Improving Police Property and Evidence Management
David Amari, Program Director
Through the use of process mapping, pioneering police evidence technicians have enjoyed considerable operational success by standardizing their property and evidence management activities across shift boundaries. Their mission: To establish and protect the integrity of the property and evidence in their care. The effective development and use of process mapping, historically a very useful business tool in many industries, is relatively new to law enforcement; however, the positive impact on accomplishing police mission objectives has been rapid.
The specific mission objectives of property and evidence management personnel in police agencies, both small and large, are to safely accept, record, store, protect, retrieve, and/or lawfully dispose of the property and evidence entrusted to their care. The challenge, however, is to perform these actions consistently, timely, and cost-effectively with no loss of quality, often on a 24/7 basis.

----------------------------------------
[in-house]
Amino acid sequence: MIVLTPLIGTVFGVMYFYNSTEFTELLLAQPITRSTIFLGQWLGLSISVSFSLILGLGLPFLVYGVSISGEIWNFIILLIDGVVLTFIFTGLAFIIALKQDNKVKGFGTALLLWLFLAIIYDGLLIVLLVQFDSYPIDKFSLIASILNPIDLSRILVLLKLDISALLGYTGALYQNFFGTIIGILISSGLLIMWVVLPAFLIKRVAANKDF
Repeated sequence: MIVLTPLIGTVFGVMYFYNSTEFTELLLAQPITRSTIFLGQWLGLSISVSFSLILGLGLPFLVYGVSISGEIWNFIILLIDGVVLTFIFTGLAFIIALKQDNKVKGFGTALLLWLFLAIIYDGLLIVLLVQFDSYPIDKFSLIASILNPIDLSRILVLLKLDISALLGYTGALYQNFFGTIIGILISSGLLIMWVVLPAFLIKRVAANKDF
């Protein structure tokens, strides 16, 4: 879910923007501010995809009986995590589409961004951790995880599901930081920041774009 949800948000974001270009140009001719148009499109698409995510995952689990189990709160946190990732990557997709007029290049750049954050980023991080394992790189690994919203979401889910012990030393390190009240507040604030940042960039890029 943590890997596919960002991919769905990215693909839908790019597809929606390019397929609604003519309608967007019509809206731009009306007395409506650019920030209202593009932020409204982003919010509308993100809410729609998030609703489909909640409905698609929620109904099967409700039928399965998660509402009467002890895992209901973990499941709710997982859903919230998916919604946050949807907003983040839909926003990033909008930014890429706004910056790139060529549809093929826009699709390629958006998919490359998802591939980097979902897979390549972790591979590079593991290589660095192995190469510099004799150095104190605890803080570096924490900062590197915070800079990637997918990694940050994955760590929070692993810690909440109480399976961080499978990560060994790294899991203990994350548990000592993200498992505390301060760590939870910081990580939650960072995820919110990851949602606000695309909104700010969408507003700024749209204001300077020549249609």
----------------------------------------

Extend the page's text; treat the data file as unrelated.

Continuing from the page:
To successfully achieve their mission objectives, police evidence technicians have taken time to work together to productively challenge the status quo, identify best property and evidence management processes, document those processes in useful process maps, eliminate wasteful tasks, and continually monitor and improve their processes. Their efforts have resulted in effectively reallocating precious resources for more useful purposes, energizing the workforce, and, most importantly, a creating a highly effective property and evidence management system.
This new system, comprised of interconnected employee-developed processes and process maps, has regularly improved the quality of the property and evidence processes, protected integrity of the property and evidence in police possession, and reduced and/or eliminated expensive challenges related to declining storage space.